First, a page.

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Eat your weeds: Oxalis

Photo by Ben Mitchell

Clockwise from above: A ground cover of oxalis; Oxalis oxalidaceae or sour-sob; Oxalis in the vegie patch.

Photo by Robyn Rosenfeldt
Photo by Cebell Studio

Oxalis is of the Oxalidaceae family which has over 850 different species worldwide, with about 30 species in Australia, seven of these native. A number of species are grown as ornamental plants. Oxalis is from the Greek oksos meaning sour, referring to the taste of the leaves and stems.

A common weed, oxalis is actually part of the sorrel family and is found in most parts of the world, being especially diverse in the tropical areas of Brazil, Mexico and South Africa.

Oxalis originates from the highlands of South America where it has been cultivated since Incan times. The Incas domesticated many of their prized crops from pernicious weed species creating vigorous, low-maintenance vegetables that were able to thrive in adverse conditions.

In Australia, The Most Common Varieties Are:

Oxalis pes-caprae: also known as thumb, sour-sob, yellow sour grass, buttercup oxalis, Bermuda buttercup and English weed. Particularly common in the southern area of Australia.

Oxalis corniculata: produces small yellow flowers soon followed by the emergence of upright seed capsules. It also has a variety with purple-coloured leaves.

Oxalis debilis: produces deep pink flowers typically during the months from July through to September.

Oxalis latifolia: produces deep pink flowers during the months May through to September.


A perennial growing to 15 cm, oxalis is easily mistaken for clover, so look carefully for what sets it apart: three heartshaped leaflets and small five-petaled pink, purple, white or yellow flowers with ten stamens. Clover, on the other hand, has leaves that are shaped like a tear. Typically oxalis reproduces itself through the seeds it produces or the bulbs it forms.

This persistent weed will grow in dry, open areas as well as moist, nutrient-rich soils, and in both sun and shade. Oxalis can form a dense groundcover often excluding native species, especially in shady sites.

Oxalis is commonly seen as the invasive weed that takes up water and garden space, instead of the delicate, edible plant that gives a carpet of colour. Lawns or soils that are thin, weak and deprived of nutrients are also desirable places for weeds like oxalis. This can make it a useful plant in marginal areas needing some greening up.

Once oxalis gets into your garden, it’s there. The more you dig at it to get it out, the more it spreads. So, like many edible weeds, if you can’t beat it, eat it.


Oxalis has been consumed by humans for centuries. All parts are edible, including the root bulb which can be succulent and sweet. Some say the leaves and stems taste much like rhubarb but not as tart, while others say oxalis leaves have a lemon flavour.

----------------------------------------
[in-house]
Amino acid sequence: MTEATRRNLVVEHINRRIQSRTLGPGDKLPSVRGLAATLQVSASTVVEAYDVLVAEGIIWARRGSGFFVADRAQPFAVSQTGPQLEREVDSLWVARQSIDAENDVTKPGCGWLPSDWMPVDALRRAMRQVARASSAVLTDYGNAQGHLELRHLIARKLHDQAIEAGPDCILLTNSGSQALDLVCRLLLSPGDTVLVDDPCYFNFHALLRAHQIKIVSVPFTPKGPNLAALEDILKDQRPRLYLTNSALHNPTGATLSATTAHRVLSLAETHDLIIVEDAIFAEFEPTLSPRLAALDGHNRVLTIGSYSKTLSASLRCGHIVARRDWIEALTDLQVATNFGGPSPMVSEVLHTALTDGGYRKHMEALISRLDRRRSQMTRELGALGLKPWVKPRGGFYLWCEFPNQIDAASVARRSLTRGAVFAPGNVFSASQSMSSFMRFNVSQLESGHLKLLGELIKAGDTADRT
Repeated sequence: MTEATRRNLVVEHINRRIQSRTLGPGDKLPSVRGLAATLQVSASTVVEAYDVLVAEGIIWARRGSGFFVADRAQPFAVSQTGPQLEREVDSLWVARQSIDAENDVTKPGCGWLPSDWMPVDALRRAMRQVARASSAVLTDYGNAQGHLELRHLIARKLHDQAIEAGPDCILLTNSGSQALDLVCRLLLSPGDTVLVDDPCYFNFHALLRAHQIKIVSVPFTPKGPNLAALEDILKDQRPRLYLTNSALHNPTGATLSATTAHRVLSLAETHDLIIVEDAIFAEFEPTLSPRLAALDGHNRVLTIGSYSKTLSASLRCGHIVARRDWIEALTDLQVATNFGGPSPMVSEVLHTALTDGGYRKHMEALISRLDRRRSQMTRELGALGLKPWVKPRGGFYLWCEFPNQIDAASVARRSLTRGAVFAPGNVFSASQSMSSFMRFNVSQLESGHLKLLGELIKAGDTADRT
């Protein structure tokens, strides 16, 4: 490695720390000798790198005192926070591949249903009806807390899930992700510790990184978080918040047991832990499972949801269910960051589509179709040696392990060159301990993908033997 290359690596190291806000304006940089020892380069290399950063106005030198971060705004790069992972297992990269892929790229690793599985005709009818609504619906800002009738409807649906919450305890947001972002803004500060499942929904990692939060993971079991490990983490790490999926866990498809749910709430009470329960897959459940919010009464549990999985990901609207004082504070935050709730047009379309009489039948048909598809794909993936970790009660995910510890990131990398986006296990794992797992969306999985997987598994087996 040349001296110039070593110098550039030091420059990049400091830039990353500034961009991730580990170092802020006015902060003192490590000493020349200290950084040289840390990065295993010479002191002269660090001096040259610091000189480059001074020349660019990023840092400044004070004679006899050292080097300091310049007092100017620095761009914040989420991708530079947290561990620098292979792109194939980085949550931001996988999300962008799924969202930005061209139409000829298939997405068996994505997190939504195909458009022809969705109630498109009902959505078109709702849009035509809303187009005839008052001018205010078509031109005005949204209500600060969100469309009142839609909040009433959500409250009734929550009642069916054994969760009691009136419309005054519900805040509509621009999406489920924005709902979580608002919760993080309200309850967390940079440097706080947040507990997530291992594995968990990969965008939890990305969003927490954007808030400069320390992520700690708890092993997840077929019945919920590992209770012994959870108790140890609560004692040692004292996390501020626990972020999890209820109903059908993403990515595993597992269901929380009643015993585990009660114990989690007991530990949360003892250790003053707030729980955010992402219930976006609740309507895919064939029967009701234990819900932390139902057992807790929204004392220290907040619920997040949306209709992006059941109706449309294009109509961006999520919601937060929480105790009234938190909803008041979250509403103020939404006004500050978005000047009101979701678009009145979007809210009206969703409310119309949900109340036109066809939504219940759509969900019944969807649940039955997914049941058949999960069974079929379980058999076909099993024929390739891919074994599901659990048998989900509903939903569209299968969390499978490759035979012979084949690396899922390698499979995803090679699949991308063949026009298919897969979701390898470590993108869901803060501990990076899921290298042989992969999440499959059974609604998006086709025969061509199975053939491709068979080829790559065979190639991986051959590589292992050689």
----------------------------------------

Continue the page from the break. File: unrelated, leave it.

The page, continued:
The leaves and stems of oxalis varieties can be used in salads, made into soup or pesto, or used as stuffing for fish and chicken. The leaves will wilt quickly, so they should be used shortly after picking.

The tubers, including the larger Oca variety, are as versatile as the humble spud. Eaten raw they have a crisp apple-like texture and tart flavour which makes them a wonderful addition to salads and coleslaws.

When cooked (be it roasted, chipped, mashed, boiled or baked), they are similar to new potatoes and their sharpness becomes a mild tanginess with a rich, waxy flavour and texture.

The larger fleshy, juicy tubers of Oca have long been cultivated for food in Colombia and elsewhere in the northern Andes of South America. Oca is now grown and sold in New Zealand as New Zealand Yam (although not a true yam), and varieties are available in yellow, orange, apricot, and pink, as well as the traditional red-orange. This variety is better suited to cooler climates as temperatures over 28ÅãC cause plants to wilt.

Among Indigenous American tribes, oxalis also had medicinal value. As Dr. James Duke notes in his Handbook of Edible Weeds (CRC Press 2000), ‘The Kiowa Indian tribe chewed wood sorrel to alleviate thirst on long trips, the Potawatomi Indians cooked it with sugar to make a dessert, the Algonquin Indians considered it an aphrodisiac, the Cherokee ate wood sorrel to alleviate mouth sores and a sore throat, and the Iroquois ate wood sorrel to help with cramps, fever and nausea.’

And if all else fails, learn to tolerate oxalis. With weeds, it’s all about how you look at them. Many gardeners have given up struggling to eradicate it and decided that oxalis makes a pretty groundcover and a nice addition to the vegie basket.


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